Games on Our Wishlist: The DEEP VR Experience

The numerous health benefits and power of breathing for physical and mental well-being hardly need more emphasis and demonstration. Now a virtual reality game creates an oasis for the mind and promises to teach us yogic breathing techniques that can relieve stress, anxiety and mild depression.

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I’m embarrassed to say I got through three natural births and managed to remain as confused as ever about the way one is supposed to breathe during labor. I did, however, get an inkling of what the right technique could do the third and alas, the last, time. At some point in labor I guess my breathing accidentally fell into the right rhythm and I realized in amazement that it wasn’t all a conspiracy to further confuse and browbeat pregnant women.

This breathing routine thing was working, and even though I didn’t know exactly what I was doing I could actually feel the pain retreat and quieten! I was almost looking forward to the next contraction but the baby didn’t give me any more practice time and was born before I could test and master my new-found powers.

Every New Year’s Eve since then, I’ve been promising my mind to treat it to this never-forgotten feeling of power and a special sort of calm elation by learning meditation and doing breathing exercises but have been too busy, lazy, and impatient…

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Now a wonderfully inspired team led by game designers Owen Harris and Niki Smit have created a virtual reality experience that goes straight into my wishlist (it’s still in beta) and looks like exactly my kind of shortcut to learning to breathe right. The game promises to teach us yogic breathing techniques that can relieve stress, anxiety and mild depression. All while exploring a beautiful underwater world.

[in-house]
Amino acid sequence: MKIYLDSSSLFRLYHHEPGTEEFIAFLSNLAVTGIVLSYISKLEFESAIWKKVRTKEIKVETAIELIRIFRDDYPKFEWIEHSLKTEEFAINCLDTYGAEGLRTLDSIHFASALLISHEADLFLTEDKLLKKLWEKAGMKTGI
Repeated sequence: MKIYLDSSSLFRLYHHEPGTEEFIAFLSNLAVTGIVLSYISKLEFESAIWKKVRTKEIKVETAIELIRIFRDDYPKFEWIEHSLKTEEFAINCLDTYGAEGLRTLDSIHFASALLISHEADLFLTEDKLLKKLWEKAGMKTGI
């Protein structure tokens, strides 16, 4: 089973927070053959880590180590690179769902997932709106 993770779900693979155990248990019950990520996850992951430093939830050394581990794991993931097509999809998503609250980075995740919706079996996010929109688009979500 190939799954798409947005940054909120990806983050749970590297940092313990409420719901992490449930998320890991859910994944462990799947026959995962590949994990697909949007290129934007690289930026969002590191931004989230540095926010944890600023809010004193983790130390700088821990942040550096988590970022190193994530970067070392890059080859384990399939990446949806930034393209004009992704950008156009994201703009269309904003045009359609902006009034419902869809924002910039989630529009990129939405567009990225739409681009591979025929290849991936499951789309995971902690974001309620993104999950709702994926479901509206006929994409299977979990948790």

DEEP was first developed in 2014 by Dublin-based Owen LL Harris, whose self-professed mission is to ‘bring about an increased awareness of the value of playfulness in everyday life’. He is passionate about VR as a new medium by which we can connect to each other and be creative and productive together in new ways. Besides being a ‘playful human’ Owen is also a human suffering from occasional anxiety and depression and has been using meditation and breathing techniques to cope for many years.

All of these interests and passions seem to come together in DEEP – a meditative VR game designed as a digital zen garden for the play-hungry minds of VR and holistic living enthusiasts alike.

 

Breathe in. The lights around you glow and intensify. Breathe out. The glow diminishes. Take a deep breath. You rise up and glide across the seascape.

Equipped with a VR headset and a strap-on custom controller to measure diaphragm expansion, we learn to control our breathing and at the same time use our breath to control the seascape we are exploring.

 

DEEP is still ‘a work in progress’ and can as yet only be experienced at festivals where it has been collecting accolades and award nominations. It was last shown at Tribeca Film Festival.

 

http://www.exploredeep.com

DEEP breathing in virtual reality TEDxBratislava

 

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